Monday, May 31, 2010

Fighting For Flow

"And George, while his intelligence was way above normal, had a little mental handicap radio in his ear. He was required by law to wear it at all times. It was tuned to a government transmitter. Every twenty seconds or so, the transmitter would send out some sharp noise to keep people like George from taking unfair advantage of their brains." - Harrison Bergeron, by Kurt Vonnegut

Flow is the highest-productivity mental state of which humans are capable.

A person operating in flow can be vastly more productive than a person who is not in flow.

A person in flow often starts working in the morning when it is light, and snaps out of flow late at night when it is dark, with no sense of the passage of time.

A person in flow sometimes forgets to eat.

A programmer in flow can do a week's worth of work in an afternoon, and a month's worth of work in a couple of days.

A company that makes it easy for programmers to work in a state of flow has a strategic advantage over companies that have not figured this out.

A programmer who learns to maintain a state of flow has a career advantage over programmers who have not learned how to do this.

Unfortunately, it is becoming increasingly difficult to maintain a state of flow.

Some of this is the fault of programmers. It is easy to be seduced by email, IM, Twitter, etc.

Fortunately, this can be rectified by self-discipline. Shut down email, log out of IM and Twitter, turn off the cellphone, and focus.

But companies also contribute to the problem. Perversely, they seem to go out of their way to squander programmer productivity. Instead of uninterrupted blocks of time, days are broken up with meetings. Instead of quiet offices, they stick programmers in noisy "pods". Instead of encouraging working at home, they disproportionally terminate remote workers during layoffs (then wonder why so few employees become remote workers).

It can become pathological. Several companies ago, a colleague took two weeks of vacation so he could come to work every day and focus on something he'd been trying to get done for over a year. If anyone stopped by to ask him something, he'd tell them he was on vacation, and tell them to go away.

I didn't make that up.

Programmers need to fight back. It's a matter of self-preservation.

Just complaining won't change anything. You'll just be seen as a "troublemaker".

But there is one stick big enough to beat management over the head with to get them to listen.

Money.

Programmers cost money. They cost more money than anything else in the budget. A Silicon Valley programmer, fully burdened, can cost $250k/year.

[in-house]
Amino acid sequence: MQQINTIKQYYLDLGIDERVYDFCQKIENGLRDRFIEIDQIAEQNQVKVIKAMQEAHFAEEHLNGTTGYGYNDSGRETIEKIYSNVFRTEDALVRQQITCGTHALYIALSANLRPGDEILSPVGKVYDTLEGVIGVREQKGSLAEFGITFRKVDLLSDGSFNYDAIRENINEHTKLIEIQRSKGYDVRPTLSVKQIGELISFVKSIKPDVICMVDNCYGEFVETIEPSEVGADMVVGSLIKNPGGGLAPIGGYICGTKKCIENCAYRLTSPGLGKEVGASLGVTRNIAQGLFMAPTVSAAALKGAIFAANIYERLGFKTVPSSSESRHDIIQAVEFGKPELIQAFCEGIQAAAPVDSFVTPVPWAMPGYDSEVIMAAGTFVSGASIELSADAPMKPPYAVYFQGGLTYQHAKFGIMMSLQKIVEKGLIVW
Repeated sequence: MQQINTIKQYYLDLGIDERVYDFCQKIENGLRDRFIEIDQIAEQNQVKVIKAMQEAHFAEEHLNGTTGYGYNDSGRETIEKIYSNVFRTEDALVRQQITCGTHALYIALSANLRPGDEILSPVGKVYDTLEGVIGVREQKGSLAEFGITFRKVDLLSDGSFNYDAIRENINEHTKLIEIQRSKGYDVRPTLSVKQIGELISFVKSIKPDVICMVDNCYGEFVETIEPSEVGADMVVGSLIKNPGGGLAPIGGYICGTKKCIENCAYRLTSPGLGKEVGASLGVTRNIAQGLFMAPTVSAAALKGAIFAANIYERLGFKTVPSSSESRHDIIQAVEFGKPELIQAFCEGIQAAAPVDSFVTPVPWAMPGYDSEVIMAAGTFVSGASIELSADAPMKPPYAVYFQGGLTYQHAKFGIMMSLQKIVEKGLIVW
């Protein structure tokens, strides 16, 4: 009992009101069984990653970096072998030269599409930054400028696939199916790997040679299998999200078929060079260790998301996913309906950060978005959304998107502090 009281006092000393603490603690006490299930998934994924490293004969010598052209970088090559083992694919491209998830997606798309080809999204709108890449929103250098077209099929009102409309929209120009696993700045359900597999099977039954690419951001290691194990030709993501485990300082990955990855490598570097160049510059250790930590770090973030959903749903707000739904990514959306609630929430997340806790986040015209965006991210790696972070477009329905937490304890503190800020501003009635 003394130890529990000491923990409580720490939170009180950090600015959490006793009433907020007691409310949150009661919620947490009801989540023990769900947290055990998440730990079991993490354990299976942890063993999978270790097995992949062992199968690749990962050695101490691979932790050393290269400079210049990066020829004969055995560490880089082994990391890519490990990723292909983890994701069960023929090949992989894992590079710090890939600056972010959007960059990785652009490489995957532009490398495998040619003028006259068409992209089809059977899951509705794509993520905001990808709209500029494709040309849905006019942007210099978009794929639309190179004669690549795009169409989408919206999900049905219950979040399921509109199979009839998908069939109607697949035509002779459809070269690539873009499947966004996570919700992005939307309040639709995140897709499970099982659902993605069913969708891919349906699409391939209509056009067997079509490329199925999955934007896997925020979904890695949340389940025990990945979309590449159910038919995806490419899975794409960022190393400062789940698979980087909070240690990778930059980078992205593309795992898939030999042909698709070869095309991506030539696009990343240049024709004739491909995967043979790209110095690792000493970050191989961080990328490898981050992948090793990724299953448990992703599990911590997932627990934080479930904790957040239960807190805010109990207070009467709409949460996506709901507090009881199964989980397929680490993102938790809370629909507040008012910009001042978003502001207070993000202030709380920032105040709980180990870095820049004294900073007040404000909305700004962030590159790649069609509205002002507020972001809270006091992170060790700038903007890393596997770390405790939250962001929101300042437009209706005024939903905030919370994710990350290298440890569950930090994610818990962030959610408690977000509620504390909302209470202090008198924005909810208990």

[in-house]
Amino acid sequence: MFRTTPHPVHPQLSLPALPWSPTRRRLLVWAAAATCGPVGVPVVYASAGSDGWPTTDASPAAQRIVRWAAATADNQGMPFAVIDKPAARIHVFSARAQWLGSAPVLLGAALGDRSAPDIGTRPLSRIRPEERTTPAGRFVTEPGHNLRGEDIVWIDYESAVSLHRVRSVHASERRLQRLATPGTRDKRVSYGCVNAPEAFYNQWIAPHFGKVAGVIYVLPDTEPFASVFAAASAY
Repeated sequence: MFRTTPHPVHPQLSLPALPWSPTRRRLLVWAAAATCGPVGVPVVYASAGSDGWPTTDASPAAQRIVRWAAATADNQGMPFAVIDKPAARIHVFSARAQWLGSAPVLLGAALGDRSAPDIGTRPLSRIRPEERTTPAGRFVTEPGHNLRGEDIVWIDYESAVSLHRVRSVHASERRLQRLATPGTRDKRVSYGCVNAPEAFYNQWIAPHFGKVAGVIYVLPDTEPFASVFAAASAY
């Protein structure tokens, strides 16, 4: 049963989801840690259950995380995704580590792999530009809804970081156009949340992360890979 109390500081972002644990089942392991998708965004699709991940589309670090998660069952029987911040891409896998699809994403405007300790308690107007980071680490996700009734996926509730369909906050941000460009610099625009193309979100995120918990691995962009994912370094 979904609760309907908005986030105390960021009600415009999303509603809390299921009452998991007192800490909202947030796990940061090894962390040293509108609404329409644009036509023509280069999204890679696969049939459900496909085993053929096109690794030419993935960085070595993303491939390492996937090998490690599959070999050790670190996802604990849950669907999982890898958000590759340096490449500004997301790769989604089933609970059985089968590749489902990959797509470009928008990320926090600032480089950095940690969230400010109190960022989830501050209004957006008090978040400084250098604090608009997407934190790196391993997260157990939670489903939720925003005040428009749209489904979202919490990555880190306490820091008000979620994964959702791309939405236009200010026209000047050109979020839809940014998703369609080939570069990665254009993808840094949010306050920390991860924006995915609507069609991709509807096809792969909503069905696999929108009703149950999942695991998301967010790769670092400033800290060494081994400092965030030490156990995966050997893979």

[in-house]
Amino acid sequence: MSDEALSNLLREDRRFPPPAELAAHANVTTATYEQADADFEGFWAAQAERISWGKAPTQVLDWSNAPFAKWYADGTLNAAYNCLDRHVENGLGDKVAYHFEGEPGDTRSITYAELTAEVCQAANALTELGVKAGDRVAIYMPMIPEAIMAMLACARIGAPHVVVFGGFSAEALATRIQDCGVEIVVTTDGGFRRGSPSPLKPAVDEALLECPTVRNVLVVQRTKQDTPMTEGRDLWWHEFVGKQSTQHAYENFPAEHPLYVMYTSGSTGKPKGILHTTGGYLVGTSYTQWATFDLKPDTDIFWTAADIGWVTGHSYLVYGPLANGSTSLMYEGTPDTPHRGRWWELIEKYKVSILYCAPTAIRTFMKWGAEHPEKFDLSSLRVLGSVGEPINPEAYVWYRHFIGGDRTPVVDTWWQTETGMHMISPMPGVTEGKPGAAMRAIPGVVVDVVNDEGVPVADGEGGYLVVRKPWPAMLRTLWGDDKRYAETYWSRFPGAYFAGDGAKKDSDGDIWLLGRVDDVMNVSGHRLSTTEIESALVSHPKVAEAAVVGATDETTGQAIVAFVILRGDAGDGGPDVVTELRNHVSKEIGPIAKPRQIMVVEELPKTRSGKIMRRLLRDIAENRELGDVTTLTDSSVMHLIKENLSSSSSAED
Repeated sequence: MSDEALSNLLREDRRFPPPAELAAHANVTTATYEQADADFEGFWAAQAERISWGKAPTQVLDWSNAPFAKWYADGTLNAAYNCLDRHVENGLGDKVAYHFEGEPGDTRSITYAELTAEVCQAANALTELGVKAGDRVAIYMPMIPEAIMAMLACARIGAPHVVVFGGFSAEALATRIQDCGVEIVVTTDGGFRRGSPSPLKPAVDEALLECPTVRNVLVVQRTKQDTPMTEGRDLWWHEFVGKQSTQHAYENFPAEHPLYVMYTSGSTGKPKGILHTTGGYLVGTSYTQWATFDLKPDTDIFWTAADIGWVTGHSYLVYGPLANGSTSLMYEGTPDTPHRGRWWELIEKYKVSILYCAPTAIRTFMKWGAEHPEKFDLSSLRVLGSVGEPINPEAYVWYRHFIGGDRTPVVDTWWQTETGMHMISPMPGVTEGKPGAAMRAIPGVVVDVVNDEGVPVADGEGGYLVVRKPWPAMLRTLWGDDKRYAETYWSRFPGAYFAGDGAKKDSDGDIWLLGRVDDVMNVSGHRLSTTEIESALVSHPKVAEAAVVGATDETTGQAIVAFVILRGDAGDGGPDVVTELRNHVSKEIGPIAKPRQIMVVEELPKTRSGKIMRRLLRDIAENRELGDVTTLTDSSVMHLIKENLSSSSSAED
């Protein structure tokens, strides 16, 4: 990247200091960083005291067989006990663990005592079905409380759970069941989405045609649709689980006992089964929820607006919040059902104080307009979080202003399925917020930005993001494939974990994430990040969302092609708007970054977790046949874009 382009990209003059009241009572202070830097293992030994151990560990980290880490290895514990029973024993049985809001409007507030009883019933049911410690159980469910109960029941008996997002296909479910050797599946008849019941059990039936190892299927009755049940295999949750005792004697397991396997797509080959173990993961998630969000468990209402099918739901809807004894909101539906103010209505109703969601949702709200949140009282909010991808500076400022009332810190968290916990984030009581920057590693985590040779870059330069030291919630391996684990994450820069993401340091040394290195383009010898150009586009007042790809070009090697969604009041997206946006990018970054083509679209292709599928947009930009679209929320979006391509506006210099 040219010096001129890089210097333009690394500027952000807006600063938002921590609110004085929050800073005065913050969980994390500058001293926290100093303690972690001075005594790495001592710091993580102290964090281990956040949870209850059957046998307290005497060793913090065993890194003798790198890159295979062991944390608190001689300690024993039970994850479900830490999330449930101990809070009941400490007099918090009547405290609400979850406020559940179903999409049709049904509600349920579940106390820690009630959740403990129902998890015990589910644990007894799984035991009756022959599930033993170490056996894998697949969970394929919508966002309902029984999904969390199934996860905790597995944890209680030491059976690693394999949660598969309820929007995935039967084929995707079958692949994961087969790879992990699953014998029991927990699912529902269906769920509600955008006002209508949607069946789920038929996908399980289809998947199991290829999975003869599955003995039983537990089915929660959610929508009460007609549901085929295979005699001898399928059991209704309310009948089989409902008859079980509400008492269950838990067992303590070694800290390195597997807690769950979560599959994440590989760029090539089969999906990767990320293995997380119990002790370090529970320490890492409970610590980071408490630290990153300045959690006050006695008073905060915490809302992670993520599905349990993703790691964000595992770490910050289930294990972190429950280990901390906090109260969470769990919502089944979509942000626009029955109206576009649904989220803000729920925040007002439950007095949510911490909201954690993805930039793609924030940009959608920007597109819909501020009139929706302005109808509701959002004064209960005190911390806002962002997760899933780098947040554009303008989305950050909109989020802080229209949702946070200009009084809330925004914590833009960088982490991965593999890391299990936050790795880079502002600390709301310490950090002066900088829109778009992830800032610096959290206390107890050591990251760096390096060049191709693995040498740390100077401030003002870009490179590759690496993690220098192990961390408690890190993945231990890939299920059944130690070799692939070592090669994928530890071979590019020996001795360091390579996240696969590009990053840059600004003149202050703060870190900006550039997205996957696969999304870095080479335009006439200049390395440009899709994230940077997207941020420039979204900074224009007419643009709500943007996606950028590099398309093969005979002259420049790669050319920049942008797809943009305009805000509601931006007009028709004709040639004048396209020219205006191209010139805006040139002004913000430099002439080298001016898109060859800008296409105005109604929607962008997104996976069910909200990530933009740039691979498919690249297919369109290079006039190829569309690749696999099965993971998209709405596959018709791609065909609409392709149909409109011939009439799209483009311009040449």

Wasting programmer productivity is fiduciary irresponsibility.

Mechanisms that preserve programmer productivity deliver tangible benefits to the bottom line.

The industry average for under-the-headphones actual coding--and this is criminal--is only about 12 hours/week. Not per day. Per. Week.

That's crazy.

There are 168 hours in a week.

Where do the rest of the hours in the week go? WoW? Air hockey? American Idol?

Now suppose instead you can eke out a whopping 16 hours/week. That doesn't seem like much, but it's a 33% improvement. It's like being able to hire 33% more programmers without spending another penny. Think what the company could do with that much additional engineering resource! They could deliver more features. They could fix more bugs. They could crush their competition.

But it's not even just a 33% improvement, because you're shooting for achieving 16 hours a week of hours in flow, so the productivity gains are much higher than a mere tally of hours indicates. Both the number of hours and the quality of hours increase. It's a force multiplier.

Now you're talking a language management understands.

So go to management, and make the business case. Tell them you want to help the company be more successful by removing obstacles to programmer productivity. List the obstacles, and suggest how each could be eliminated.

Start with something small, so their heads don't explode with concerns about "risk". I recommend starting with this.

Then when you show that the small change resulted in a measurable improvement, move to the next obstacle.

Your team will be vastly more productive than teams that still suffer from the obstacles. Other managers will start to panic and want to know what the "secret" is, and start removing obstacles as well. Management will stop muttering about reducing costs by "offshoring" (because you found a way to reduce costs while keeping the jobs local).

Related: http://www.paulgraham.com/makersschedule.html

1 comment:

  1. The unfortunate reality for those of us who work across teams is that the coding often can't be done during the day at all, and the only sacred time is in the evening. Poor quality of life, but it sure is relieving to get your code done and checked in before coming to "work" the next morning.

    One truth about large organizations, is that teams that want to work together need to be able to "talk to someone", and this causes the need for some, if not most, of the meetings. There's more organization required to truly move or reduce the meeting load. For example, if management is really committed to this, you'll want to create small productive teams that span (ignore) BU boundaries so that alignment and communication meetings can be reduced to daily stand-ups.

    So I think flow time can be increased in an org, but it's more than just moving around calendars. Management needs to be taught how, and it does take discipline and the organizational willingness to change. Moving calendars is part of the solution, but getting your team structures straight - and in the process, transcending the normal organizational boundaries allows you to actually not just move meetings around, but eliminate (some of) them.

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